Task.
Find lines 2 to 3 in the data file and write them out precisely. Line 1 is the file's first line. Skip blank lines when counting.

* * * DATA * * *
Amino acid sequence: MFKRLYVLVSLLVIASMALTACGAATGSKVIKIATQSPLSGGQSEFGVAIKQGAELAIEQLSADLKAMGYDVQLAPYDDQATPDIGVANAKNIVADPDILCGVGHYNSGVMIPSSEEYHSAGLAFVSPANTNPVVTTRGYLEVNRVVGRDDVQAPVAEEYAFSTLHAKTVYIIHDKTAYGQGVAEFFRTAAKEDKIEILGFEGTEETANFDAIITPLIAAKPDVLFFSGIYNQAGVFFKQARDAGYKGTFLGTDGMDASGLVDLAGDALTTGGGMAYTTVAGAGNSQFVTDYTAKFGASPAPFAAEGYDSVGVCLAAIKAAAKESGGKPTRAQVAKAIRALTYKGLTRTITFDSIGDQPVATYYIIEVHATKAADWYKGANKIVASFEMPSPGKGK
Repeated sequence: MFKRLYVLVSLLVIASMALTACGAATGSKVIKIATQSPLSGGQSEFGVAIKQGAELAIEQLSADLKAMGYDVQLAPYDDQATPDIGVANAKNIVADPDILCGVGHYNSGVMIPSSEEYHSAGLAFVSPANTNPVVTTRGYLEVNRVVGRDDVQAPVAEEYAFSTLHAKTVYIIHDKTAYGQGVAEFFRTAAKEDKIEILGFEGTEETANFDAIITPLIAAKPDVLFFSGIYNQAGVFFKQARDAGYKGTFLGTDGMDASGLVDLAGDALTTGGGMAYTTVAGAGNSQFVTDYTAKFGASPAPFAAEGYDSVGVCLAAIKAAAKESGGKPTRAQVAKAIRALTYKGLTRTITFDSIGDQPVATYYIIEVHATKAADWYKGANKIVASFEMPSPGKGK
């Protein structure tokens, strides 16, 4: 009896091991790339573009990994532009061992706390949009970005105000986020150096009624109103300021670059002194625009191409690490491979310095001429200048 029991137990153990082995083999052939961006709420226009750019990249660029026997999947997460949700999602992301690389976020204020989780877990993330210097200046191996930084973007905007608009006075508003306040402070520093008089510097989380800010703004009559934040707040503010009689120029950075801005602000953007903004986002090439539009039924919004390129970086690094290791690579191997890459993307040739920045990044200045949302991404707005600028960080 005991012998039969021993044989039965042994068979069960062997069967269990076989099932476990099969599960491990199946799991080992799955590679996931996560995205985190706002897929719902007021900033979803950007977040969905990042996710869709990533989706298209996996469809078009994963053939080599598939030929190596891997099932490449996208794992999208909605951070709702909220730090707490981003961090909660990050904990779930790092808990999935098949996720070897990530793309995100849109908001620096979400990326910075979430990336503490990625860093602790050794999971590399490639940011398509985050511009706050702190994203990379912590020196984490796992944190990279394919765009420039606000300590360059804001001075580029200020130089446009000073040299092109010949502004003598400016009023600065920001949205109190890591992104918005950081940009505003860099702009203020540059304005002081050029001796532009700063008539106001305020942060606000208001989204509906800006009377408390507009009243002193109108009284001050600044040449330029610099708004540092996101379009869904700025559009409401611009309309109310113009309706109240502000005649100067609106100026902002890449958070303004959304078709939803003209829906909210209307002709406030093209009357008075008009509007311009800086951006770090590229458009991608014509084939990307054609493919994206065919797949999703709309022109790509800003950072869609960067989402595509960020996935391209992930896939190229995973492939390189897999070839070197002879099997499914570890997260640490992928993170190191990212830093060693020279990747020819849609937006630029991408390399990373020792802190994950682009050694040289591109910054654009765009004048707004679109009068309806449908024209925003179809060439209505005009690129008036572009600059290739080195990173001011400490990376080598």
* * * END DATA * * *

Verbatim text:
Repeated sequence: MFKRLYVLVSLLVIASMALTACGAATGSKVIKIATQSPLSGGQSEFGVAIKQGAELAIEQLSADLKAMGYDVQLAPYDDQATPDIGVANAKNIVADPDILCGVGHYNSGVMIPSSEEYHSAGLAFVSPANTNPVVTTRGYLEVNRVVGRDDVQAPVAEEYAFSTLHAKTVYIIHDKTAYGQGVAEFFRTAAKEDKIEILGFEGTEETANFDAIITPLIAAKPDVLFFSGIYNQAGVFFKQARDAGYKGTFLGTDGMDASGLVDLAGDALTTGGGMAYTTVAGAGNSQFVTDYTAKFGASPAPFAAEGYDSVGVCLAAIKAAAKESGGKPTRAQVAKAIRALTYKGLTRTITFDSIGDQPVATYYIIEVHATKAADWYKGANKIVASFEMPSPGKGK
């Protein structure tokens, strides 16, 4: 009896091991790339573009990994532009061992706390949009970005105000986020150096009624109103300021670059002194625009191409690490491979310095001429200048 029991137990153990082995083999052939961006709420226009750019990249660029026997999947997460949700999602992301690389976020204020989780877990993330210097200046191996930084973007905007608009006075508003306040402070520093008089510097989380800010703004009559934040707040503010009689120029950075801005602000953007903004986002090439539009039924919004390129970086690094290791690579191997890459993307040739920045990044200045949302991404707005600028960080 005991012998039969021993044989039965042994068979069960062997069967269990076989099932476990099969599960491990199946799991080992799955590679996931996560995205985190706002897929719902007021900033979803950007977040969905990042996710869709990533989706298209996996469809078009994963053939080599598939030929190596891997099932490449996208794992999208909605951070709702909220730090707490981003961090909660990050904990779930790092808990999935098949996720070897990530793309995100849109908001620096979400990326910075979430990336503490990625860093602790050794999971590399490639940011398509985050511009706050702190994203990379912590020196984490796992944190990279394919765009420039606000300590360059804001001075580029200020130089446009000073040299092109010949502004003598400016009023600065920001949205109190890591992104918005950081940009505003860099702009203020540059304005002081050029001796532009700063008539106001305020942060606000208001989204509906800006009377408390507009009243002193109108009284001050600044040449330029610099708004540092996101379009869904700025559009409401611009309309109310113009309706109240502000005649100067609106100026902002890449958070303004959304078709939803003209829906909210209307002709406030093209009357008075008009509007311009800086951006770090590229458009991608014509084939990307054609493919994206065919797949999703709309022109790509800003950072869609960067989402595509960020996935391209992930896939190229995973492939390189897999070839070197002879099997499914570890997260640490992928993170190191990212830093060693020279990747020819849609937006630029991408390399990373020792802190994950682009050694040289591109910054654009765009004048707004679109009068309806449908024209925003179809060439209505005009690129008036572009600059290739080195990173001011400490990376080598």